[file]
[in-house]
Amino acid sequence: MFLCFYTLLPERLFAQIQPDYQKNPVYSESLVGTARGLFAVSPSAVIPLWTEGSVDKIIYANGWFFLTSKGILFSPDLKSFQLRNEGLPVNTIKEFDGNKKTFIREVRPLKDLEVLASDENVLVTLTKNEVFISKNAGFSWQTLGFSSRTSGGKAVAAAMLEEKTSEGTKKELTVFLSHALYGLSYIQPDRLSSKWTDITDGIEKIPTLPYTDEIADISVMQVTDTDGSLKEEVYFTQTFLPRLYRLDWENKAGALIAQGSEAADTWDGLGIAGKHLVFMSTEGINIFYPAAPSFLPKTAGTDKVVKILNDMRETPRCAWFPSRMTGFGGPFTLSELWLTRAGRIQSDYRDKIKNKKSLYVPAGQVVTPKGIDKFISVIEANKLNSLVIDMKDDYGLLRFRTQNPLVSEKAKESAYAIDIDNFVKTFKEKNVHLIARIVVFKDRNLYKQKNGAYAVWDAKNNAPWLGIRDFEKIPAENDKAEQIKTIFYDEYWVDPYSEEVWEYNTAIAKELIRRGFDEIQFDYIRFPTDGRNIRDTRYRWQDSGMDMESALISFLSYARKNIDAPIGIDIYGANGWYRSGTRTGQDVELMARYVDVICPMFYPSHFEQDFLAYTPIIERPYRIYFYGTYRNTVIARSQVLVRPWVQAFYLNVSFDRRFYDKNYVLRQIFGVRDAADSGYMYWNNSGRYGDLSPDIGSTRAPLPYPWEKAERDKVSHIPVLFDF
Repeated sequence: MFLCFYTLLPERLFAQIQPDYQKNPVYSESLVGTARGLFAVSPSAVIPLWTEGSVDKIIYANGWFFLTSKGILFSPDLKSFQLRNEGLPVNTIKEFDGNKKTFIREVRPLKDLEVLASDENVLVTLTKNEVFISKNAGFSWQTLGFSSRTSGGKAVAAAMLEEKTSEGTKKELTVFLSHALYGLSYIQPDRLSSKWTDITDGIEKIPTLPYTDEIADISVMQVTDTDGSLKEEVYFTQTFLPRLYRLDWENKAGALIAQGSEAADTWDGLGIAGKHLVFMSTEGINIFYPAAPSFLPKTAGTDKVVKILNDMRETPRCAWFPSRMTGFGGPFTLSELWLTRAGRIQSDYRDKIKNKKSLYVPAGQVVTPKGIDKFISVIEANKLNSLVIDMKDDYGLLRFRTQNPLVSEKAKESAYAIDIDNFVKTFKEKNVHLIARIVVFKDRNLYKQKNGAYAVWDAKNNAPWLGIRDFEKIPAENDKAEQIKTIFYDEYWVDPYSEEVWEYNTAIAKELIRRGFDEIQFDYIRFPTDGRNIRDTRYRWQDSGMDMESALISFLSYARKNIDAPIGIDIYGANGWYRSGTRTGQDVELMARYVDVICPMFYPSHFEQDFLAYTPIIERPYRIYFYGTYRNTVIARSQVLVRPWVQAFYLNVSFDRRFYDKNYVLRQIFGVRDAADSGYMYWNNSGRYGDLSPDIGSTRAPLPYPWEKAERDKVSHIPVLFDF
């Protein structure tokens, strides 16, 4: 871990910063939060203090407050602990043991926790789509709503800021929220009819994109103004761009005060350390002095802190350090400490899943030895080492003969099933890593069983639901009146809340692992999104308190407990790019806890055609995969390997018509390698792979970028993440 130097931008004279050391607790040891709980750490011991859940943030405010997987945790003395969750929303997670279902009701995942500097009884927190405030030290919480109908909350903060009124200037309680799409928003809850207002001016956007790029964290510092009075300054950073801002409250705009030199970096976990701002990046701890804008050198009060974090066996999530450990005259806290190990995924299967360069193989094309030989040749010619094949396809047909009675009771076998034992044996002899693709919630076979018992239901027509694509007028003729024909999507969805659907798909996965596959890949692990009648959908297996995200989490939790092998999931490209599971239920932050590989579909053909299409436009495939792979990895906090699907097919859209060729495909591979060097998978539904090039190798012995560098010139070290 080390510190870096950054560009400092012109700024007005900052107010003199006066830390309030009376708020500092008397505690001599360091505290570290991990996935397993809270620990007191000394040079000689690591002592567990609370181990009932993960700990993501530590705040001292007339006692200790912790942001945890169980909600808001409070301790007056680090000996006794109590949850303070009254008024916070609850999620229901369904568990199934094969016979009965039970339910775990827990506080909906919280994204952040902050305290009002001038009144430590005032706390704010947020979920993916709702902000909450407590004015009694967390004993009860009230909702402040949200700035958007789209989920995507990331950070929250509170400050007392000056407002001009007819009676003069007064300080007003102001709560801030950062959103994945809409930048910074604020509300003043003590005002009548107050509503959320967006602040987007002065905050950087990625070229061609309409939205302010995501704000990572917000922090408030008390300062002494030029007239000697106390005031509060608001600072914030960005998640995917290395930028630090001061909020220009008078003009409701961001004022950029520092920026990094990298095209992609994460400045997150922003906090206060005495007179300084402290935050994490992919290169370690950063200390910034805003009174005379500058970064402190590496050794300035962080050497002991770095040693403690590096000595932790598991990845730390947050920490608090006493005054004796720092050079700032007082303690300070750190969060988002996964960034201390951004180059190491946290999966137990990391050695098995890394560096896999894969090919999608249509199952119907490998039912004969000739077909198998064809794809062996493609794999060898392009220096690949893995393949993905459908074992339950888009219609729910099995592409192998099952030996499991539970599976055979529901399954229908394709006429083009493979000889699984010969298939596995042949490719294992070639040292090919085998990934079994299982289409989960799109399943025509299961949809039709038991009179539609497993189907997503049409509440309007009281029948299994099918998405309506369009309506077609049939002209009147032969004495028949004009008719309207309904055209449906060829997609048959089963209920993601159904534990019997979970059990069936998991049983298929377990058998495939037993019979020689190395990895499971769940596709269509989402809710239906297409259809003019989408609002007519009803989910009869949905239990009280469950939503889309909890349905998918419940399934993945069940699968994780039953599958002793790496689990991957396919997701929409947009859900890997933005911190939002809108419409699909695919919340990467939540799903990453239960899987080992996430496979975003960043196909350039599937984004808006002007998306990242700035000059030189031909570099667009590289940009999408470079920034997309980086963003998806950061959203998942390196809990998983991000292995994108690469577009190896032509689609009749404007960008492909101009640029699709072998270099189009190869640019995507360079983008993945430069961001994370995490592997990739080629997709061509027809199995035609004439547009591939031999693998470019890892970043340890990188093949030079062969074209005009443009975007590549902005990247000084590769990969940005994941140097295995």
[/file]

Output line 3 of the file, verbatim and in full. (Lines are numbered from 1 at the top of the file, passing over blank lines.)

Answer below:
Repeated sequence: MFLCFYTLLPERLFAQIQPDYQKNPVYSESLVGTARGLFAVSPSAVIPLWTEGSVDKIIYANGWFFLTSKGILFSPDLKSFQLRNEGLPVNTIKEFDGNKKTFIREVRPLKDLEVLASDENVLVTLTKNEVFISKNAGFSWQTLGFSSRTSGGKAVAAAMLEEKTSEGTKKELTVFLSHALYGLSYIQPDRLSSKWTDITDGIEKIPTLPYTDEIADISVMQVTDTDGSLKEEVYFTQTFLPRLYRLDWENKAGALIAQGSEAADTWDGLGIAGKHLVFMSTEGINIFYPAAPSFLPKTAGTDKVVKILNDMRETPRCAWFPSRMTGFGGPFTLSELWLTRAGRIQSDYRDKIKNKKSLYVPAGQVVTPKGIDKFISVIEANKLNSLVIDMKDDYGLLRFRTQNPLVSEKAKESAYAIDIDNFVKTFKEKNVHLIARIVVFKDRNLYKQKNGAYAVWDAKNNAPWLGIRDFEKIPAENDKAEQIKTIFYDEYWVDPYSEEVWEYNTAIAKELIRRGFDEIQFDYIRFPTDGRNIRDTRYRWQDSGMDMESALISFLSYARKNIDAPIGIDIYGANGWYRSGTRTGQDVELMARYVDVICPMFYPSHFEQDFLAYTPIIERPYRIYFYGTYRNTVIARSQVLVRPWVQAFYLNVSFDRRFYDKNYVLRQIFGVRDAADSGYMYWNNSGRYGDLSPDIGSTRAPLPYPWEKAERDKVSHIPVLFDF